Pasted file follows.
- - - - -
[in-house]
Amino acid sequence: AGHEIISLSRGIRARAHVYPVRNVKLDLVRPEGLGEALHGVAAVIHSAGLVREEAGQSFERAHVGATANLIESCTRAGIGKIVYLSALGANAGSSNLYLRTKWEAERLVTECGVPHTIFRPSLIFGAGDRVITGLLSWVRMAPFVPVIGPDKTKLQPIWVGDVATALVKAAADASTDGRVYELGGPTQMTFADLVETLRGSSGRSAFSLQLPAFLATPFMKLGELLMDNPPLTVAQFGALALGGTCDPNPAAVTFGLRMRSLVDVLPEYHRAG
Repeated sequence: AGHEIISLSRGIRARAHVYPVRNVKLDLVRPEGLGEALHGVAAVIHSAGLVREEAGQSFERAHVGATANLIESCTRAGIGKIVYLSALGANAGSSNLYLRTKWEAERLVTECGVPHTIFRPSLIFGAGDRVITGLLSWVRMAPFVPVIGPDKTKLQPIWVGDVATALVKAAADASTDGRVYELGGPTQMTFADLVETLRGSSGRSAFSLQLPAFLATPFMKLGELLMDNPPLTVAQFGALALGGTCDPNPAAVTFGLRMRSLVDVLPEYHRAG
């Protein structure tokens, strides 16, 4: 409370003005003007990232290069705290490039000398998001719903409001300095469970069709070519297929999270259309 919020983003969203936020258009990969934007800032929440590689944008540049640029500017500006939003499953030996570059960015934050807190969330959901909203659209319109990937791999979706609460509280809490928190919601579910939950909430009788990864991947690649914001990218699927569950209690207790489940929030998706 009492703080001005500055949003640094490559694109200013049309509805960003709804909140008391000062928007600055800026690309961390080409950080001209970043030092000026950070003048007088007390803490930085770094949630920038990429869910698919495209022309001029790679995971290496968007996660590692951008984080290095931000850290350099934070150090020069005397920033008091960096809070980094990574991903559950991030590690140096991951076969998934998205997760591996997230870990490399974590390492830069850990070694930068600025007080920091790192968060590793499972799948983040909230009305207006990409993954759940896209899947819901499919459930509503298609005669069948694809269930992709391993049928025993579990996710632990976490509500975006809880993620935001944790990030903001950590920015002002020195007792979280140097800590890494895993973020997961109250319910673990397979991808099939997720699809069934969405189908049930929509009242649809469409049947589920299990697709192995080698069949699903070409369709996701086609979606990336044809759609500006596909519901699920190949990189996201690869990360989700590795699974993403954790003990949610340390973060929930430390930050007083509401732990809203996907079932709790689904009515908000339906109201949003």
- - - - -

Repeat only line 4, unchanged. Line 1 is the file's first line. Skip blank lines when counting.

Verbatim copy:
């Protein structure tokens, strides 16, 4: 409370003005003007990232290069705290490039000398998001719903409001300095469970069709070519297929999270259309 919020983003969203936020258009990969934007800032929440590689944008540049640029500017500006939003499953030996570059960015934050807190969330959901909203659209319109990937791999979706609460509280809490928190919601579910939950909430009788990864991947690649914001990218699927569950209690207790489940929030998706 009492703080001005500055949003640094490559694109200013049309509805960003709804909140008391000062928007600055800026690309961390080409950080001209970043030092000026950070003048007088007390803490930085770094949630920038990429869910698919495209022309001029790679995971290496968007996660590692951008984080290095931000850290350099934070150090020069005397920033008091960096809070980094990574991903559950991030590690140096991951076969998934998205997760591996997230870990490399974590390492830069850990070694930068600025007080920091790192968060590793499972799948983040909230009305207006990409993954759940896209899947819901499919459930509503298609005669069948694809269930992709391993049928025993579990996710632990976490509500975006809880993620935001944790990030903001950590920015002002020195007792979280140097800590890494895993973020997961109250319910673990397979991808099939997720699809069934969405189908049930929509009242649809469409049947589920299990697709192995080698069949699903070409369709996701086609979606990336044809759609500006596909519901699920190949990189996201690869990360989700590795699974993403954790003990949610340390973060929930430390930050007083509401732990809203996907079932709790689904009515908000339906109201949003």